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Design pattern (computer science)
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Design pattern (computer science)

Design patterns are standard solutions to common problems in object-oriented software design. The phrase was introduced to computer science in 1995 by the text Design Patterns: Elements of Reusable Object-Oriented Software (ISBN 0201633612). The scope of the term remained a matter of dispute into the next decade. Algorithms are not thought of as design patterns, since they solve implementation problems rather than design problems. Typically, a design pattern is thought to encompass a tight interaction of a few classes and objects.

Table of contents
1 History
2 Advantages
3 Classification
4 Documentation
5 Critique
6 Related topics
7 References
8 External links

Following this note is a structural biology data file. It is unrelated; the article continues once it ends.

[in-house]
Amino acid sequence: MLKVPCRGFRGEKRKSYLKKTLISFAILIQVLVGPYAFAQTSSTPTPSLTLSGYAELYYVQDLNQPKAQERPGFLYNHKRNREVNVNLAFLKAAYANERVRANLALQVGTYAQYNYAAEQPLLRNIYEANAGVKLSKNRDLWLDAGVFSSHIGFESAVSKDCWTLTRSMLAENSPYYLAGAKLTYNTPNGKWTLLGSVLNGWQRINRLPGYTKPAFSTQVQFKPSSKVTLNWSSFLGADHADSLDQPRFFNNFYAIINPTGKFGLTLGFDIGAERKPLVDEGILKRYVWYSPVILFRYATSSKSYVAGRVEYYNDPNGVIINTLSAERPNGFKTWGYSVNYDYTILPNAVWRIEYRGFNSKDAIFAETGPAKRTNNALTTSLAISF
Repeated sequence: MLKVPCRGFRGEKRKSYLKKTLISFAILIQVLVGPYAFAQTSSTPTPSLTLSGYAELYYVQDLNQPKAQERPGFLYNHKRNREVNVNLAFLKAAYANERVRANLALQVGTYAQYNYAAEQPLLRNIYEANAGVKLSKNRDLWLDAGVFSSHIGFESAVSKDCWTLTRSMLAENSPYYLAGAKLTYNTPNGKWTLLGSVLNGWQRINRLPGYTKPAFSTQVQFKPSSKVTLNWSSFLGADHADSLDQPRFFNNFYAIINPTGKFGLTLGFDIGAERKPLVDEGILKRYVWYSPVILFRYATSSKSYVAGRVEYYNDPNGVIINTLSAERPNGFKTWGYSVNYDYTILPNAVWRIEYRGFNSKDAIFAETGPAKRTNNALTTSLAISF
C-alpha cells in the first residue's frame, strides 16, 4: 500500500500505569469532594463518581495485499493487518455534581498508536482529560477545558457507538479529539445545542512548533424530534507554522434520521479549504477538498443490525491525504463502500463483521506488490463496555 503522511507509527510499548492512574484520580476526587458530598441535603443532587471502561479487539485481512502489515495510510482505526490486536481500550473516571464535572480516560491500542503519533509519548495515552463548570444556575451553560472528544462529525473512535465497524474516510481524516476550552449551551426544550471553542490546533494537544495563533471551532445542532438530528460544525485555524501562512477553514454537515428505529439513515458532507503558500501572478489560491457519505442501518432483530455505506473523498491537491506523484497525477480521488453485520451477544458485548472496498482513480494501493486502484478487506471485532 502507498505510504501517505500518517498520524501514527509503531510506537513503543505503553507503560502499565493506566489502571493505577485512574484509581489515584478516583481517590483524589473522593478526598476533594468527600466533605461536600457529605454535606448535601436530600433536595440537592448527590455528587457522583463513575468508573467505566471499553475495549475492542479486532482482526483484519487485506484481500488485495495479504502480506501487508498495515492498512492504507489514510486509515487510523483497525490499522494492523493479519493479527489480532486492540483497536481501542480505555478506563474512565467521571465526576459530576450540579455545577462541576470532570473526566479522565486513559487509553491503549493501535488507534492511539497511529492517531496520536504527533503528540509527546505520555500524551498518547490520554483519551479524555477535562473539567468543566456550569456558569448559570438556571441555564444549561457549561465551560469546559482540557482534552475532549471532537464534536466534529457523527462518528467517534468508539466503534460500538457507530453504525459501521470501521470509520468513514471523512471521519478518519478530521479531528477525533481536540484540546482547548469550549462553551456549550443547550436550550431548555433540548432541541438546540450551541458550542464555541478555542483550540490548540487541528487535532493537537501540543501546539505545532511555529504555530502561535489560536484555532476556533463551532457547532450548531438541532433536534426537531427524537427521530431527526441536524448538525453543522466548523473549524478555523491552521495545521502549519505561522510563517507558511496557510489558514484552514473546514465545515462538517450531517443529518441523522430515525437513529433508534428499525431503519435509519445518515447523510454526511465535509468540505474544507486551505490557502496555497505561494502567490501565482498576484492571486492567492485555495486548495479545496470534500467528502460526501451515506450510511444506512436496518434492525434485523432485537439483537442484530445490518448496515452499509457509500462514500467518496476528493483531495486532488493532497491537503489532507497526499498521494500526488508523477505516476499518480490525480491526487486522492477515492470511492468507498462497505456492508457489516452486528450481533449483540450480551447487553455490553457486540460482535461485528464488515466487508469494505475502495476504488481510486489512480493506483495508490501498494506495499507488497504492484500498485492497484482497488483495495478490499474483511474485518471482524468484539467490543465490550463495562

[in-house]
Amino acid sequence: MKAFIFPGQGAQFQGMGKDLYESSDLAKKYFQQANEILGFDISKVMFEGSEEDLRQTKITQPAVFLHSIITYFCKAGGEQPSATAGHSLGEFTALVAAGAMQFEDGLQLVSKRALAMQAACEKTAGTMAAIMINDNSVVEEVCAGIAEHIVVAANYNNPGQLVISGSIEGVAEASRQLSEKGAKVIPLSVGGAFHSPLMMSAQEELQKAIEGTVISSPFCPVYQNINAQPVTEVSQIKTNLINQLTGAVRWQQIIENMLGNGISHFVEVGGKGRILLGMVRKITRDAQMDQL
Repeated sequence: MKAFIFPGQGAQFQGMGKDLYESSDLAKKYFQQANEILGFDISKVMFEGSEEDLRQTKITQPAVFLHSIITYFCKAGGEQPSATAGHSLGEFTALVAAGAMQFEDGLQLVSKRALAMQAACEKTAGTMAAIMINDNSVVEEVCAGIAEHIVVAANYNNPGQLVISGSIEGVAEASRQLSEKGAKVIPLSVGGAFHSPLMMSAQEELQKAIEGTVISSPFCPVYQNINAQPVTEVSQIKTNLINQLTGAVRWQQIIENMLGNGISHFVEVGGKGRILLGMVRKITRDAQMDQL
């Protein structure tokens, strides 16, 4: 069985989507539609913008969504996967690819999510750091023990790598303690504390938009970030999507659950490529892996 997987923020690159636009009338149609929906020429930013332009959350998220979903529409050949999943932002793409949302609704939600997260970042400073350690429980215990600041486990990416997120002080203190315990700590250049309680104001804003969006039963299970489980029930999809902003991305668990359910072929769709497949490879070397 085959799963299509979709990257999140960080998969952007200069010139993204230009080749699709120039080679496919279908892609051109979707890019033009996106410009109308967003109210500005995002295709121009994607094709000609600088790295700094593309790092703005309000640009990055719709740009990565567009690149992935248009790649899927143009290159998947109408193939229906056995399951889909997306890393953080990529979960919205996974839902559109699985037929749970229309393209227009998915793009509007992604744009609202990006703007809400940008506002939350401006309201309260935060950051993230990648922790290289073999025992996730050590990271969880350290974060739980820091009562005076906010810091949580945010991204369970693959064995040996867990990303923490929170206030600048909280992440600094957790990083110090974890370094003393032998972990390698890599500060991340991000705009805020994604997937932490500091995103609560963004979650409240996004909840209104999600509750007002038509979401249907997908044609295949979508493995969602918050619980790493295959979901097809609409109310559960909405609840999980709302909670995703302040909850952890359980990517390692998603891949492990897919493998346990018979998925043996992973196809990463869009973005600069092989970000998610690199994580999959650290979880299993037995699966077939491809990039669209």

Christopher Alexander was the first to mention the idea of patterns. He was an architect and an urban planner. Alexander thought about architecture and planning as a continuous reapplication of simple principles. He decided to extract these principles in a form independent from the specific problems they are used to solve. He started out by using mathematical methods to develop these principles, and then he defined a pattern language to reduce the complexity of formal methods. This idea is explained in his thesis Notes on the Synthesis of Form. Alexander wrote other books which included enhancements of his idea. In the software field, patterns were first devised in the late 1980s. At that time, Ward Cunningham and Kent Beck were working on a project that involved designing user interface through Smalltalk. Due to difficulties and lack of good methods for designing user interface, they decided to use the idea of patterns that Christopher introduced. They designed five patterns for Smalltalk windows. Later on, they started writing a complete pattern language. They introduced ten other patterns and aimed to develop up to 150 patterns. They explained their work in a paper titled: Using Pattern Languages for Object-Oriented Programs. In 1991, Jim Coplien was developing a catalog about idioms. Idioms are patterns that are specific to C++. Coplien published his work in a book titled Advanced C++: Programming Styles and Idioms. At around the same time, Erich Gamma was working on his PhD thesis about object oriented software development. He realized the benefit of recording frequent design structures. Coplien and Gamma and others met at a series of OOPSLA (Object-Oriented Programming, Systems, Languages & Applications) workshop and exchanged their ideas about patterns.